Monday, June 11, 2012

Mr. Punch of Belgrave Square, Chapter 59

Chapter 59: 

No Explanation 

Charles,” Robert called down the long corridor with its turquoise and gilt plastered walls and rows of monumental paintings of scenes from history. He’d just left his study and was on his way to see Mr. Punch when he spotted the footman.

“Yes, Sir.” Charles paused, turning to face Dr. Halifax.

“Have you just come from His Grace’s room?”

“I have, Sir.” Charles nodded. “He’s awake, but very tired.”

Robert nodded.

“Sir?” Charles said softly. “Whatever is wrong with him? It’s been…so…so long, Sir.”

“I don’t know.” Robert shook his head. “I can’t figure it out. It’s so sporadic. One day, he’ll be better; the next, he’ll be worse than ever before. Two weeks, Charles—over two weeks, actually. Over two weeks of this torture! I hate it.”

“It must be very difficult for you, Sir.” Charles sighed.

“Not for me! I hate it for His Grace! Frankly, if I could take the whole thing on myself, I would. Do you think I’m worried about my own comfort presently?”

“I didn’t mean anything by it, Sir.” Charles said quietly.

Robert sighed. “I know. I apologize. I’m…”

“I understand, Sir.” Charles smiled.

“It’s just that on the twenty-fourth, he was fine. We attended Her Majesty’s birthday dinner and His Grace was hearty and full of energy and strength when just two days before that he was abed in misery. When he bounced back, I thought, well…I thought that we were finally on the road to recovery. He endured the party brilliantly, he was very proud when the Prince Consort presented the stags’ teeth jewels to the Queen and, especially, when she reacted with such glee to them. Then, we came home and the next morning, he was stronger still. But, by the afternoon, there he was—again…dizzy and nauseated, unable to focus his eyes, shaky. Off and on…for over two weeks now. I just can’t stand for him to suffer.”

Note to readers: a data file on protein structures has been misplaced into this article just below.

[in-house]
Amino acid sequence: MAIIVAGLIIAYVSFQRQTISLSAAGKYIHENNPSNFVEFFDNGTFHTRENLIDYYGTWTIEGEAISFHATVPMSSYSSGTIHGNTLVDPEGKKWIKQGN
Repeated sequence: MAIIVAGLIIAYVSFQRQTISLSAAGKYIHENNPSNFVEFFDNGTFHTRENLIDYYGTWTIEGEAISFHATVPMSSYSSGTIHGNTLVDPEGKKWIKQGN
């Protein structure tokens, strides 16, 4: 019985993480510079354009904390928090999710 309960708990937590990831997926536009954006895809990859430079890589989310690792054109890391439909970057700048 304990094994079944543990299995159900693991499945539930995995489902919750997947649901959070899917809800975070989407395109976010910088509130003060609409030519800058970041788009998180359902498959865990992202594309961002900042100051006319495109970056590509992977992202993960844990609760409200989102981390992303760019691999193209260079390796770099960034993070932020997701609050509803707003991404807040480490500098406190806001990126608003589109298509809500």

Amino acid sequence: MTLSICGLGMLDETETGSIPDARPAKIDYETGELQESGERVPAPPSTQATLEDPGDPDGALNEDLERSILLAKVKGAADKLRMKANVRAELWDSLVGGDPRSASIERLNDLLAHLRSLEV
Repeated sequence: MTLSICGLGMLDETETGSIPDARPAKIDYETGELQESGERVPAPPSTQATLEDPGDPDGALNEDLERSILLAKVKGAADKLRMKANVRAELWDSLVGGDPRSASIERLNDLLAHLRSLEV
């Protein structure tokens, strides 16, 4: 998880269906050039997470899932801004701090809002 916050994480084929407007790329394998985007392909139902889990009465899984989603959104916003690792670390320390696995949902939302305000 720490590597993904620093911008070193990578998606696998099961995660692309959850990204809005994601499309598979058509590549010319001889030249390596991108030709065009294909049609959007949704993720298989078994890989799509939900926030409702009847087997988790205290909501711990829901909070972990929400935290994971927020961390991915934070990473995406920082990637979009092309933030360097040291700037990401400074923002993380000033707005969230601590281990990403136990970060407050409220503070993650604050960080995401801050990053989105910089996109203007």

“None of us can, Sir.” Charles replied.

Robert shook his head. “Charles, I, again, apologize. I shouldn’t be speaking to you this way.”

“Sir, we have survived quite a lot together already. I’ve seen His Grace endure worse things than this. I’ve seen you endure worse things than this, Sir. I know that you both will triumph over this as well.”

“Thank you,” Robert smiled weakly. “The difference here, Charles, is that we don’t know what we’re fighting. At least before, the enemy had a face.”

“Beggin’ your pardon, Sir,” Charles began thoughtfully, “while it’s true that our enemies were clear when we were in America, there were also things that we had to fight which had no explanation. I never believed in such things until I was in New Orleans, Sir, but you did have forces working against you for quite awhile which had no clear presence.”

“You mean the voodoo?” Robert frowned.

“Well, yes, Sir.” Charles shrugged. “Not just the voodoo, but the Voodoo Queen, Marie Laveau, herself. You must admit, Sir, you saw some things while we were there that had no explanation.”

“Oh, I readily admit it.” Robert smiled. “Marjani taught me a lot. I still don’t understand most of it. But, it certainly opened my eyes to a whole world which I never before imagined.”

“I miss Marjani, Sir.” Charles said wistfully.

“As do I.” Robert nodded. “But, I don’t miss all that voodoo craziness. True or not, I’m glad to be rid of it. I’ll stick with science. Though…science hasn’t seemed to help me with His Grace, has it?”

“If anyone can help His Grace through this, Sir, it’s you.” Charles replied firmly.